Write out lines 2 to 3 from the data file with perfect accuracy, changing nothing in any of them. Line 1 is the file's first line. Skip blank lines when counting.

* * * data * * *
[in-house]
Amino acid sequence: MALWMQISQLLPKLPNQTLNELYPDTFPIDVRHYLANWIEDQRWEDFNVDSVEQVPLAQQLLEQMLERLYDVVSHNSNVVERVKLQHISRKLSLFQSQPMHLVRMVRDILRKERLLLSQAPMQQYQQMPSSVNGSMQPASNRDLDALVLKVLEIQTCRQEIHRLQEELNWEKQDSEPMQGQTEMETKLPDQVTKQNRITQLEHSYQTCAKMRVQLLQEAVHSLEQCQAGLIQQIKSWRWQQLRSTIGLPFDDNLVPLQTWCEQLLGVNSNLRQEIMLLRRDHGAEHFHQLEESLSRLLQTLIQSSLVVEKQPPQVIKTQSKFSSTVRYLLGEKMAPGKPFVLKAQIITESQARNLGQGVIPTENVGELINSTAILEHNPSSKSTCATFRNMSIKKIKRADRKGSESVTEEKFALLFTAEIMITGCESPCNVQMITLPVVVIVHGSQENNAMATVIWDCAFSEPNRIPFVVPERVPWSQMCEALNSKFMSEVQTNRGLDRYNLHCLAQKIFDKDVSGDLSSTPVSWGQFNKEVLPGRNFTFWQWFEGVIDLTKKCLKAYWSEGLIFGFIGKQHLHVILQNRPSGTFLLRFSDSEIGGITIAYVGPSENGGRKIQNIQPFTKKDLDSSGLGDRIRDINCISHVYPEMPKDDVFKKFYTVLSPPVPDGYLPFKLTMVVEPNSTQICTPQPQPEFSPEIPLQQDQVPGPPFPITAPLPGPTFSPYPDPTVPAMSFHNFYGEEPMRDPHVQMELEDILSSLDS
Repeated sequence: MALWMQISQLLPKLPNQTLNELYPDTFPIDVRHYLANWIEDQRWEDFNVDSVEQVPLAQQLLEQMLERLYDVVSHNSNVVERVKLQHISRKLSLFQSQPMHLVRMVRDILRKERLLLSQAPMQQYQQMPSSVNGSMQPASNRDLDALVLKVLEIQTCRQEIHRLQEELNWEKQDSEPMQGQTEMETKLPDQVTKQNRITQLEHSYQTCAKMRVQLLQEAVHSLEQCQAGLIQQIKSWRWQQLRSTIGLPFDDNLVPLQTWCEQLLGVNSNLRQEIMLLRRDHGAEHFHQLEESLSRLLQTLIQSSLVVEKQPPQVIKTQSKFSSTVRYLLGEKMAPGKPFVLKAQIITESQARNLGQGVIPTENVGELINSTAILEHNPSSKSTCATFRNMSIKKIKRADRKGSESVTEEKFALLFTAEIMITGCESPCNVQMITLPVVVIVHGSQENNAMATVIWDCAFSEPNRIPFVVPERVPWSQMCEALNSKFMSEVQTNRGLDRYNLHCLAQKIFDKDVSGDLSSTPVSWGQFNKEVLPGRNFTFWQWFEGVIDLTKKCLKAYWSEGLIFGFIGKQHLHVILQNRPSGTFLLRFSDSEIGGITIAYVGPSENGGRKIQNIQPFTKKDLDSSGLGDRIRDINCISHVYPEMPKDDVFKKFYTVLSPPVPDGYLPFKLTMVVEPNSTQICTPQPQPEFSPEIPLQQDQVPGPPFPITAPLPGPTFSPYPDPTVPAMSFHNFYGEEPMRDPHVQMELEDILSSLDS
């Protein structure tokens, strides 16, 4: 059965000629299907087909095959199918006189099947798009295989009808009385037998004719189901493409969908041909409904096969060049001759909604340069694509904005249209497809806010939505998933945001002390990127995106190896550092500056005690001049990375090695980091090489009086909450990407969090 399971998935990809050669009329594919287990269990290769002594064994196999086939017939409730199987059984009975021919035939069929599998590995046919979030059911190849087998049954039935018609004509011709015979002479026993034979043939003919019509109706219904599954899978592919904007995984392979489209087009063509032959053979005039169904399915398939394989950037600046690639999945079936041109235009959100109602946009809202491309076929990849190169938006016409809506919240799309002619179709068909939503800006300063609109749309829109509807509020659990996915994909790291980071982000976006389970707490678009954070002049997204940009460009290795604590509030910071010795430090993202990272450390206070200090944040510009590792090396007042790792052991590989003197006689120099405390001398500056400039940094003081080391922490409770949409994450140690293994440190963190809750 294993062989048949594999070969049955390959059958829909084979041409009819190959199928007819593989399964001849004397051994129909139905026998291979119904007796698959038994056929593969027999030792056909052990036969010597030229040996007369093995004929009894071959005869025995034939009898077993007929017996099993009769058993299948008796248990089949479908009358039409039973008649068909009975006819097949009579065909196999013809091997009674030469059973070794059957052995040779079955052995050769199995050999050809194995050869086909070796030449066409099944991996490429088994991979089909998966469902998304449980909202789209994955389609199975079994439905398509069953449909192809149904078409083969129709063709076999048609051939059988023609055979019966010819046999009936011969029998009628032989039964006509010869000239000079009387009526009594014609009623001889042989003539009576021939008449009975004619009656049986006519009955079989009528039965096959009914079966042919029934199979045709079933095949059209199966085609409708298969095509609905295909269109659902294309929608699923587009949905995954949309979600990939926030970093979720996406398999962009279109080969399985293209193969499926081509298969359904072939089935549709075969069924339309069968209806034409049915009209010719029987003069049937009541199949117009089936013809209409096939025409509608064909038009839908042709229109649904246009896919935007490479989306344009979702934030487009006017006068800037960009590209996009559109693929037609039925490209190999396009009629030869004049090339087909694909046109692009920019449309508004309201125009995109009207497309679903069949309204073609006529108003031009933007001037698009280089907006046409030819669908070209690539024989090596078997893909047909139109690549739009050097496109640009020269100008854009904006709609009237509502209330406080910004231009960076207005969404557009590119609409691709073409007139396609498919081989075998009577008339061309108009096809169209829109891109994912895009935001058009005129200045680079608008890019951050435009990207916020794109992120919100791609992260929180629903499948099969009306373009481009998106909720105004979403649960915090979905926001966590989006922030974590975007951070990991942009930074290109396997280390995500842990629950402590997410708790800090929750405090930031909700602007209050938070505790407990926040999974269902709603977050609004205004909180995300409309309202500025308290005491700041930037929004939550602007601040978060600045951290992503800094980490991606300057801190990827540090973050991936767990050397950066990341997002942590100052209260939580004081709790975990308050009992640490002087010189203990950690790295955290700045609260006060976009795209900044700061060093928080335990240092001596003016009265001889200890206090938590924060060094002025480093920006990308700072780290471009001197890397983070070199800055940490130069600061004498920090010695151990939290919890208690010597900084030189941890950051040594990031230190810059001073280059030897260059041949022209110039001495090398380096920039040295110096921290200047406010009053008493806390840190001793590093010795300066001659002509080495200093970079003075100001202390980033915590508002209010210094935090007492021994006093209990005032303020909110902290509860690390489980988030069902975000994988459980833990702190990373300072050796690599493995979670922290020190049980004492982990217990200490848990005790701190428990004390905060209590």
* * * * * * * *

Amino acid sequence: MALWMQISQLLPKLPNQTLNELYPDTFPIDVRHYLANWIEDQRWEDFNVDSVEQVPLAQQLLEQMLERLYDVVSHNSNVVERVKLQHISRKLSLFQSQPMHLVRMVRDILRKERLLLSQAPMQQYQQMPSSVNGSMQPASNRDLDALVLKVLEIQTCRQEIHRLQEELNWEKQDSEPMQGQTEMETKLPDQVTKQNRITQLEHSYQTCAKMRVQLLQEAVHSLEQCQAGLIQQIKSWRWQQLRSTIGLPFDDNLVPLQTWCEQLLGVNSNLRQEIMLLRRDHGAEHFHQLEESLSRLLQTLIQSSLVVEKQPPQVIKTQSKFSSTVRYLLGEKMAPGKPFVLKAQIITESQARNLGQGVIPTENVGELINSTAILEHNPSSKSTCATFRNMSIKKIKRADRKGSESVTEEKFALLFTAEIMITGCESPCNVQMITLPVVVIVHGSQENNAMATVIWDCAFSEPNRIPFVVPERVPWSQMCEALNSKFMSEVQTNRGLDRYNLHCLAQKIFDKDVSGDLSSTPVSWGQFNKEVLPGRNFTFWQWFEGVIDLTKKCLKAYWSEGLIFGFIGKQHLHVILQNRPSGTFLLRFSDSEIGGITIAYVGPSENGGRKIQNIQPFTKKDLDSSGLGDRIRDINCISHVYPEMPKDDVFKKFYTVLSPPVPDGYLPFKLTMVVEPNSTQICTPQPQPEFSPEIPLQQDQVPGPPFPITAPLPGPTFSPYPDPTVPAMSFHNFYGEEPMRDPHVQMELEDILSSLDS
Repeated sequence: MALWMQISQLLPKLPNQTLNELYPDTFPIDVRHYLANWIEDQRWEDFNVDSVEQVPLAQQLLEQMLERLYDVVSHNSNVVERVKLQHISRKLSLFQSQPMHLVRMVRDILRKERLLLSQAPMQQYQQMPSSVNGSMQPASNRDLDALVLKVLEIQTCRQEIHRLQEELNWEKQDSEPMQGQTEMETKLPDQVTKQNRITQLEHSYQTCAKMRVQLLQEAVHSLEQCQAGLIQQIKSWRWQQLRSTIGLPFDDNLVPLQTWCEQLLGVNSNLRQEIMLLRRDHGAEHFHQLEESLSRLLQTLIQSSLVVEKQPPQVIKTQSKFSSTVRYLLGEKMAPGKPFVLKAQIITESQARNLGQGVIPTENVGELINSTAILEHNPSSKSTCATFRNMSIKKIKRADRKGSESVTEEKFALLFTAEIMITGCESPCNVQMITLPVVVIVHGSQENNAMATVIWDCAFSEPNRIPFVVPERVPWSQMCEALNSKFMSEVQTNRGLDRYNLHCLAQKIFDKDVSGDLSSTPVSWGQFNKEVLPGRNFTFWQWFEGVIDLTKKCLKAYWSEGLIFGFIGKQHLHVILQNRPSGTFLLRFSDSEIGGITIAYVGPSENGGRKIQNIQPFTKKDLDSSGLGDRIRDINCISHVYPEMPKDDVFKKFYTVLSPPVPDGYLPFKLTMVVEPNSTQICTPQPQPEFSPEIPLQQDQVPGPPFPITAPLPGPTFSPYPDPTVPAMSFHNFYGEEPMRDPHVQMELEDILSSLDS